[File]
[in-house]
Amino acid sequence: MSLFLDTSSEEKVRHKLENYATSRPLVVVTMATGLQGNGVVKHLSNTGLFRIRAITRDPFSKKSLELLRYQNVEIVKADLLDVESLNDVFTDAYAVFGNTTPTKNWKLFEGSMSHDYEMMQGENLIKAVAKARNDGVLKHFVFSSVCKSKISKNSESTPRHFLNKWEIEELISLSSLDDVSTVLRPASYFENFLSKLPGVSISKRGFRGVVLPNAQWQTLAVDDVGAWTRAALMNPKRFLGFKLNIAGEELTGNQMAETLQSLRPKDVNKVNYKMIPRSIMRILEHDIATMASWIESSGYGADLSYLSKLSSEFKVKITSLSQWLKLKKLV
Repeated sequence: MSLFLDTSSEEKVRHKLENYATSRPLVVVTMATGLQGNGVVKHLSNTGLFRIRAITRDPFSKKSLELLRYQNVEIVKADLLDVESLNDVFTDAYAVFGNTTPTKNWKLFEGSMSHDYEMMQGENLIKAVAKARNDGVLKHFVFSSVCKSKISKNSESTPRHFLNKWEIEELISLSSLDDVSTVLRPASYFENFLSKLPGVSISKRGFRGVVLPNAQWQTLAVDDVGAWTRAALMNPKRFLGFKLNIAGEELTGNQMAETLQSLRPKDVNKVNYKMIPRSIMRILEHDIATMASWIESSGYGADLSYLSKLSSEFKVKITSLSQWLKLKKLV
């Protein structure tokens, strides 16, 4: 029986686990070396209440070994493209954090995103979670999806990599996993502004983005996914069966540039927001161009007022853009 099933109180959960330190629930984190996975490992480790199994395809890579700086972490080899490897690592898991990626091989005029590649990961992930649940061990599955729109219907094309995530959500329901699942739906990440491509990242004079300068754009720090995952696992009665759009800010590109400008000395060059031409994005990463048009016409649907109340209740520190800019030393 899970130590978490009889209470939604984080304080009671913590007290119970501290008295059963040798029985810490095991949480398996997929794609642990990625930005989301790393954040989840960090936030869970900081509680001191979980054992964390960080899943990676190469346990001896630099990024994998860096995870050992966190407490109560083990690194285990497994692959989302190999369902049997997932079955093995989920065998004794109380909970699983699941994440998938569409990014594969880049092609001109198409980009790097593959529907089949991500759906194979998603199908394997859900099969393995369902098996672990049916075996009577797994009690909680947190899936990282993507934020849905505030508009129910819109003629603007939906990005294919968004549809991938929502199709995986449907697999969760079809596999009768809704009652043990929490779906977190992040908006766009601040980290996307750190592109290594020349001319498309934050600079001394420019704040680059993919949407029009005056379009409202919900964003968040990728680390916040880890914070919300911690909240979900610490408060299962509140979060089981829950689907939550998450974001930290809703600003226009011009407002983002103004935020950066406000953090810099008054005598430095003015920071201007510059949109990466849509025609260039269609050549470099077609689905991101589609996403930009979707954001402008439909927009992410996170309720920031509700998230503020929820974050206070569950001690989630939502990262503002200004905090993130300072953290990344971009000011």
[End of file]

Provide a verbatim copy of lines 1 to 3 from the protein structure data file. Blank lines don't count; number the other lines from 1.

[in-house]
Amino acid sequence: MSLFLDTSSEEKVRHKLENYATSRPLVVVTMATGLQGNGVVKHLSNTGLFRIRAITRDPFSKKSLELLRYQNVEIVKADLLDVESLNDVFTDAYAVFGNTTPTKNWKLFEGSMSHDYEMMQGENLIKAVAKARNDGVLKHFVFSSVCKSKISKNSESTPRHFLNKWEIEELISLSSLDDVSTVLRPASYFENFLSKLPGVSISKRGFRGVVLPNAQWQTLAVDDVGAWTRAALMNPKRFLGFKLNIAGEELTGNQMAETLQSLRPKDVNKVNYKMIPRSIMRILEHDIATMASWIESSGYGADLSYLSKLSSEFKVKITSLSQWLKLKKLV
Repeated sequence: MSLFLDTSSEEKVRHKLENYATSRPLVVVTMATGLQGNGVVKHLSNTGLFRIRAITRDPFSKKSLELLRYQNVEIVKADLLDVESLNDVFTDAYAVFGNTTPTKNWKLFEGSMSHDYEMMQGENLIKAVAKARNDGVLKHFVFSSVCKSKISKNSESTPRHFLNKWEIEELISLSSLDDVSTVLRPASYFENFLSKLPGVSISKRGFRGVVLPNAQWQTLAVDDVGAWTRAALMNPKRFLGFKLNIAGEELTGNQMAETLQSLRPKDVNKVNYKMIPRSIMRILEHDIATMASWIESSGYGADLSYLSKLSSEFKVKITSLSQWLKLKKLV